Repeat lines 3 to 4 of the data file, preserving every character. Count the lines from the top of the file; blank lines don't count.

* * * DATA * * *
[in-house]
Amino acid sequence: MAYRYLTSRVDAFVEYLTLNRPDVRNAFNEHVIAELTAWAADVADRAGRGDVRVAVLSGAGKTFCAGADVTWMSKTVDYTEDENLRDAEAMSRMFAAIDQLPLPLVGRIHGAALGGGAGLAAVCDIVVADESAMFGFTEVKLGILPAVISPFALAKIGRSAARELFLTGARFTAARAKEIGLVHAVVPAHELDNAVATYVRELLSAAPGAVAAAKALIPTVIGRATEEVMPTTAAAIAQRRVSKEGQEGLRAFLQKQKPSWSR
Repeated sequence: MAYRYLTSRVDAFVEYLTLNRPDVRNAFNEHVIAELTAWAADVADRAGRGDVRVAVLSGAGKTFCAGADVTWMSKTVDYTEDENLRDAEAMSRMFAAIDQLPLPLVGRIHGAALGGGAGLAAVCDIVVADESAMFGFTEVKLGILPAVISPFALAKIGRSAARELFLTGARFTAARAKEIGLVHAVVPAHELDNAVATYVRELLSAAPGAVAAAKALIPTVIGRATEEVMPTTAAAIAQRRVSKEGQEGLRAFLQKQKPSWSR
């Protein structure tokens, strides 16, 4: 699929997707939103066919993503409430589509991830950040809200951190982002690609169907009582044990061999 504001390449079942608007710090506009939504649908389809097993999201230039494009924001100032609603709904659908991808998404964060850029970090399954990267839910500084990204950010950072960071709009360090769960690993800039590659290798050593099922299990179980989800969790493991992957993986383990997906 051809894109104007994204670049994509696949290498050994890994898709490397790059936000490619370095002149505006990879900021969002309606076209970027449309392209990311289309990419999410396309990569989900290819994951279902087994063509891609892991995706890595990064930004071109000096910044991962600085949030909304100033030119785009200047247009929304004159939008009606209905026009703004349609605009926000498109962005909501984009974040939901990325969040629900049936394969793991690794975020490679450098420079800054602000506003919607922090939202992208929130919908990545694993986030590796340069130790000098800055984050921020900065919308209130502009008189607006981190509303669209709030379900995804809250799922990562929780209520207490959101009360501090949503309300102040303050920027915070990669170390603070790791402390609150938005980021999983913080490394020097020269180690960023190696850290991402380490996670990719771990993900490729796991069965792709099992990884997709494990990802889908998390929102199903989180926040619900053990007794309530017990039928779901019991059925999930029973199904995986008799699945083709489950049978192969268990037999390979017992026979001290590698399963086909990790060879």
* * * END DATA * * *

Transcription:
Repeated sequence: MAYRYLTSRVDAFVEYLTLNRPDVRNAFNEHVIAELTAWAADVADRAGRGDVRVAVLSGAGKTFCAGADVTWMSKTVDYTEDENLRDAEAMSRMFAAIDQLPLPLVGRIHGAALGGGAGLAAVCDIVVADESAMFGFTEVKLGILPAVISPFALAKIGRSAARELFLTGARFTAARAKEIGLVHAVVPAHELDNAVATYVRELLSAAPGAVAAAKALIPTVIGRATEEVMPTTAAAIAQRRVSKEGQEGLRAFLQKQKPSWSR
């Protein structure tokens, strides 16, 4: 699929997707939103066919993503409430589509991830950040809200951190982002690609169907009582044990061999 504001390449079942608007710090506009939504649908389809097993999201230039494009924001100032609603709904659908991808998404964060850029970090399954990267839910500084990204950010950072960071709009360090769960690993800039590659290798050593099922299990179980989800969790493991992957993986383990997906 051809894109104007994204670049994509696949290498050994890994898709490397790059936000490619370095002149505006990879900021969002309606076209970027449309392209990311289309990419999410396309990569989900290819994951279902087994063509891609892991995706890595990064930004071109000096910044991962600085949030909304100033030119785009200047247009929304004159939008009606209905026009703004349609605009926000498109962005909501984009974040939901990325969040629900049936394969793991690794975020490679450098420079800054602000506003919607922090939202992208929130919908990545694993986030590796340069130790000098800055984050921020900065919308209130502009008189607006981190509303669209709030379900995804809250799922990562929780209520207490959101009360501090949503309300102040303050920027915070990669170390603070790791402390609150938005980021999983913080490394020097020269180690960023190696850290991402380490996670990719771990993900490729796991069965792709099992990884997709494990990802889908998390929102199903989180926040619900053990007794309530017990039928779901019991059925999930029973199904995986008799699945083709489950049978192969268990037999390979017992026979001290590698399963086909990790060879």